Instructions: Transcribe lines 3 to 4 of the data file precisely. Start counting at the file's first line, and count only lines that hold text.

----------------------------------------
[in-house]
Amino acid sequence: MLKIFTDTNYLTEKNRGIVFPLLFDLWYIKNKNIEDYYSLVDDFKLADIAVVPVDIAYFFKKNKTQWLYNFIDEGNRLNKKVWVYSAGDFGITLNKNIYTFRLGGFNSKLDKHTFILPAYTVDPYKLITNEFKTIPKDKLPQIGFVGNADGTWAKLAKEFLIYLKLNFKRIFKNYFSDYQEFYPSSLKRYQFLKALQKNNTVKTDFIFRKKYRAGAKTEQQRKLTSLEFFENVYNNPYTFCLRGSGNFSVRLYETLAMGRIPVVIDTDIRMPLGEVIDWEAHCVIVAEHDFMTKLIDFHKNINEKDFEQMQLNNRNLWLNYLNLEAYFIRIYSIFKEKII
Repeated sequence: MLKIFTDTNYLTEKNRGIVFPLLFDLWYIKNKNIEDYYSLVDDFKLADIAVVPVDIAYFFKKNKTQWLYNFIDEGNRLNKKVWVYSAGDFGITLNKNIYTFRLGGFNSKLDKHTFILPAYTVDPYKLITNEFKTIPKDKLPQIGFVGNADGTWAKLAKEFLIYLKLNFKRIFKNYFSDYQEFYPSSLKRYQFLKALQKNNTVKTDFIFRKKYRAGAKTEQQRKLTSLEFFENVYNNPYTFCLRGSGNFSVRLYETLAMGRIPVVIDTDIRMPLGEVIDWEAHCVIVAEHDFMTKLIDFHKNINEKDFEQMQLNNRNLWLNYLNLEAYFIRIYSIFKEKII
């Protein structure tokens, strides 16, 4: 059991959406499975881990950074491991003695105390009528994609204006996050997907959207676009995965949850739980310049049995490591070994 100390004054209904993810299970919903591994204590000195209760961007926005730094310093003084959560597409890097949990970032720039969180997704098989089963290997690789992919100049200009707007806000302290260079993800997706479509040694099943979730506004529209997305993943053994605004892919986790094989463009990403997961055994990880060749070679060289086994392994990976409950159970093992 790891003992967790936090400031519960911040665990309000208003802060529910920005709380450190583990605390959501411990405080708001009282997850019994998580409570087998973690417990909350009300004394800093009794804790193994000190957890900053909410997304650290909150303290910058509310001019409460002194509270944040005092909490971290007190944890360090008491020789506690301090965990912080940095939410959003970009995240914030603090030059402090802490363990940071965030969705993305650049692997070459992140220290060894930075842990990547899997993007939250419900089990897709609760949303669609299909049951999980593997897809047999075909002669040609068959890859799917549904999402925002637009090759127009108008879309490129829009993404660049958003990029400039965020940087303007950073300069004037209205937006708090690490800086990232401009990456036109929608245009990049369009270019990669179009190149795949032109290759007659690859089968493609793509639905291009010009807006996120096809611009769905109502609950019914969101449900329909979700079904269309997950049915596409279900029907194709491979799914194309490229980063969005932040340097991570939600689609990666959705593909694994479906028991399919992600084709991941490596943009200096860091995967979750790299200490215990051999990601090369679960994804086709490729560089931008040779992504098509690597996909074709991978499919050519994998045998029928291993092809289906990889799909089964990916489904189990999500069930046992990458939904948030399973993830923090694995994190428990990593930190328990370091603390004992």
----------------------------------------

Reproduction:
Repeated sequence: MLKIFTDTNYLTEKNRGIVFPLLFDLWYIKNKNIEDYYSLVDDFKLADIAVVPVDIAYFFKKNKTQWLYNFIDEGNRLNKKVWVYSAGDFGITLNKNIYTFRLGGFNSKLDKHTFILPAYTVDPYKLITNEFKTIPKDKLPQIGFVGNADGTWAKLAKEFLIYLKLNFKRIFKNYFSDYQEFYPSSLKRYQFLKALQKNNTVKTDFIFRKKYRAGAKTEQQRKLTSLEFFENVYNNPYTFCLRGSGNFSVRLYETLAMGRIPVVIDTDIRMPLGEVIDWEAHCVIVAEHDFMTKLIDFHKNINEKDFEQMQLNNRNLWLNYLNLEAYFIRIYSIFKEKII
């Protein structure tokens, strides 16, 4: 059991959406499975881990950074491991003695105390009528994609204006996050997907959207676009995965949850739980310049049995490591070994 100390004054209904993810299970919903591994204590000195209760961007926005730094310093003084959560597409890097949990970032720039969180997704098989089963290997690789992919100049200009707007806000302290260079993800997706479509040694099943979730506004529209997305993943053994605004892919986790094989463009990403997961055994990880060749070679060289086994392994990976409950159970093992 790891003992967790936090400031519960911040665990309000208003802060529910920005709380450190583990605390959501411990405080708001009282997850019994998580409570087998973690417990909350009300004394800093009794804790193994000190957890900053909410997304650290909150303290910058509310001019409460002194509270944040005092909490971290007190944890360090008491020789506690301090965990912080940095939410959003970009995240914030603090030059402090802490363990940071965030969705993305650049692997070459992140220290060894930075842990990547899997993007939250419900089990897709609760949303669609299909049951999980593997897809047999075909002669040609068959890859799917549904999402925002637009090759127009108008879309490129829009993404660049958003990029400039965020940087303007950073300069004037209205937006708090690490800086990232401009990456036109929608245009990049369009270019990669179009190149795949032109290759007659690859089968493609793509639905291009010009807006996120096809611009769905109502609950019914969101449900329909979700079904269309997950049915596409279900029907194709491979799914194309490229980063969005932040340097991570939600689609990666959705593909694994479906028991399919992600084709991941490596943009200096860091995967979750790299200490215990051999990601090369679960994804086709490729560089931008040779992504098509690597996909074709991978499919050519994998045998029928291993092809289906990889799909089964990916489904189990999500069930046992990458939904948030399973993830923090694995994190428990990593930190328990370091603390004992």